24 March 2009 A new United Nations report notes that the percentage of the global population falling ill to tuberculosis is dropping annually, but Secretary-General Ban Ki-moon said today that the pace of the disease’s decline is too slow and that efforts to combat it are “falling short.”
In a message marking World TB Day, Mr. Ban said that although strides have been made, the “rate of decline is far too slow,” with the disease claiming a life every 20 seconds.
“Millions of people are benefiting from treatment through coordinated national efforts, but millions more are still missing out,” he said, cautioning that “unless we accelerate action, the numbers of those falling ill will continue to grow.”
The report released today by the UN World Health Organization (WHO) notes that the total number of new cases in 2007 has stabilized, up to 9.27 million from 9.24 million the year before.
Rates reached their peak at 142 cases per 100,000 people in 2004, but have decreased to 137 per 100,000 people in 2007.
The Secretary-General stressed the need to intensify the fight against multi-drug resistant TB (MDR-TB) and extensively drug-resistant TB (XDR-TB), as well as the TB/HIV co-epidemic.
The new WHO study reveals that one-quarter of all TB deaths are HIV-related, twice as many as previous recognized. In 2007, 1.37 million people living with HIV fell ill to TB.
“These findings point to an urgent need to find, prevent and treat tuberculosis in people living with HIV and to test for HIV in all patients in order to provide prevention, treatment and care,” said WHO Director-General Margaret Chan, urging countries to step up cooperation to combat both diseases.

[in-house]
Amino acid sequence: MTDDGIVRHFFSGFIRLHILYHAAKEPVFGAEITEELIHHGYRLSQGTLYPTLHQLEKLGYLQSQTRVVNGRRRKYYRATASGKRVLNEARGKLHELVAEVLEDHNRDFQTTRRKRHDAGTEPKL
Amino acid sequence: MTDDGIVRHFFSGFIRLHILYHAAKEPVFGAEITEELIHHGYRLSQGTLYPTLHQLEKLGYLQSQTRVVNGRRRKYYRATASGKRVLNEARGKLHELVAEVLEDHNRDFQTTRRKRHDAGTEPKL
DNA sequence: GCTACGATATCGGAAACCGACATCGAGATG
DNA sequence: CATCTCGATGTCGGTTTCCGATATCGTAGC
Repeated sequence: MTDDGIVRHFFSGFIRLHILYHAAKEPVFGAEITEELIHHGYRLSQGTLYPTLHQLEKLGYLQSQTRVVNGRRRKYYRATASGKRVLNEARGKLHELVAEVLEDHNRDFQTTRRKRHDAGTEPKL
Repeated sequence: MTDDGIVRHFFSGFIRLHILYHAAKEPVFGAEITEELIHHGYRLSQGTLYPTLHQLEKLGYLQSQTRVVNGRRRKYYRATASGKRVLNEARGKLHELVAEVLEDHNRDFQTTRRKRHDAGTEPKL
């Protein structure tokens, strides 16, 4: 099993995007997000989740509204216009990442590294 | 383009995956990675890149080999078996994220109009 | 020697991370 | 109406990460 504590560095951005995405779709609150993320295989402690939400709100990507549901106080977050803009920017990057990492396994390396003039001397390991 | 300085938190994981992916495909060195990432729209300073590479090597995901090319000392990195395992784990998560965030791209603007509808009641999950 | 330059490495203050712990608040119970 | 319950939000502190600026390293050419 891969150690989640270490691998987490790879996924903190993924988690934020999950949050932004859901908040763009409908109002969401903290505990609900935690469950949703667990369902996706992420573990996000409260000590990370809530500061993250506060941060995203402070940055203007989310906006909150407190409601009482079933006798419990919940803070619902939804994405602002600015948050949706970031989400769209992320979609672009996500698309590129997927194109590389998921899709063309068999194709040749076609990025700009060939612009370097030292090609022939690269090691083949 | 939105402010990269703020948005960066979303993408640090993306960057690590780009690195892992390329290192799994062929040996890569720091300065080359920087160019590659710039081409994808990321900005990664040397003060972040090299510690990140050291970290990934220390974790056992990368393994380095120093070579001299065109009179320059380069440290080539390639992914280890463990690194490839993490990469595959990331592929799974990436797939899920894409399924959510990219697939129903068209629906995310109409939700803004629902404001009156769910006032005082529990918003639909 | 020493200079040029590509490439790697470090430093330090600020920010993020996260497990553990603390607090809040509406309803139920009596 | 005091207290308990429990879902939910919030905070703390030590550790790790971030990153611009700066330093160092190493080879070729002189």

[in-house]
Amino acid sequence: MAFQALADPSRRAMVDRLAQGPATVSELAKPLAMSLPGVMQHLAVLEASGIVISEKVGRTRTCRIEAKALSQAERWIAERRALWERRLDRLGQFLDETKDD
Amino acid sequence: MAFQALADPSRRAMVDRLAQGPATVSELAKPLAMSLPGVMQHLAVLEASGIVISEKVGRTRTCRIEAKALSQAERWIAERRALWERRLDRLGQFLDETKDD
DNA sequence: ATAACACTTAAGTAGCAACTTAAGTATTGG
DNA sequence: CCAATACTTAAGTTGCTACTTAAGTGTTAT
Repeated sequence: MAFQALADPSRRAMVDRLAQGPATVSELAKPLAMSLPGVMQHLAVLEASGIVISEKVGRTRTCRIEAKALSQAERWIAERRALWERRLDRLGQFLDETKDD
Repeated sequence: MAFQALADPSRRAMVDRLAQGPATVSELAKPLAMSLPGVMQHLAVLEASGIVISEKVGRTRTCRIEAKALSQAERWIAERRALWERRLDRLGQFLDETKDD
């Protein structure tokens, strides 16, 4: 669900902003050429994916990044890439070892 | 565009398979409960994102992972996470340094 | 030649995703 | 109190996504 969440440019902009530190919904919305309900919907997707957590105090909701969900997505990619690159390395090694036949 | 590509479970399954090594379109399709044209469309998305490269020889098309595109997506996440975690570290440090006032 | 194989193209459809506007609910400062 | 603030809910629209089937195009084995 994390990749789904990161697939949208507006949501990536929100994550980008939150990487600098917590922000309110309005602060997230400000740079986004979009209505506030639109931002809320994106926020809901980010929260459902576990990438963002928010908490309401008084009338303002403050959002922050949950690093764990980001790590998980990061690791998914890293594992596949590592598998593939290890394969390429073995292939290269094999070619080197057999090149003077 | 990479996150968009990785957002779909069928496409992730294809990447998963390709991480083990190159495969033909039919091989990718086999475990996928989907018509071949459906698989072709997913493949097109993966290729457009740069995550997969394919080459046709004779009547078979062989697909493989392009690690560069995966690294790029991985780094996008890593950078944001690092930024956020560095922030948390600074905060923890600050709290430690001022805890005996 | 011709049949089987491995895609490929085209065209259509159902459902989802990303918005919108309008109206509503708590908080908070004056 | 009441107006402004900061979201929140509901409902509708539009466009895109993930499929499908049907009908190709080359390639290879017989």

There has been a steep climb in testing for HIV among people being treated for TB, especially in Africa, the report notes. In 2004, only 4 per cent of TB patients in the region were tested for HIV, but that has surged to 37 per cent in 2007.
“We have to stop people living with HIV from dying of tuberculosis,” said Michel Sidibé, who heads the Joint United Nations Programme on HIV/AIDS (UNAIDS), underscoring the need for universal access to HIV prevention and treatment to include TB prevention, diagnosis and care.
“When HIV and TB services are combined, they save lives,” the UNAIDS chief said.
In his message today, Mr. Ban welcomed the commitments made by governments, multilateral organizations, non-governmental organizations (NGOs), foundations, the private sector, academia and researchers to halt and reverse the spread of the disease and press ahead with efforts to reach the Millennium Development Goals (MDGs), eight anti-poverty targets with a 2015 deadline.
“In this time of economic crisis, we must protect investments in global health, particularly to protect the most vulnerable,” he said, calling for partnership and innovation to “prevent disease, save lives and enable communities to thrive.”
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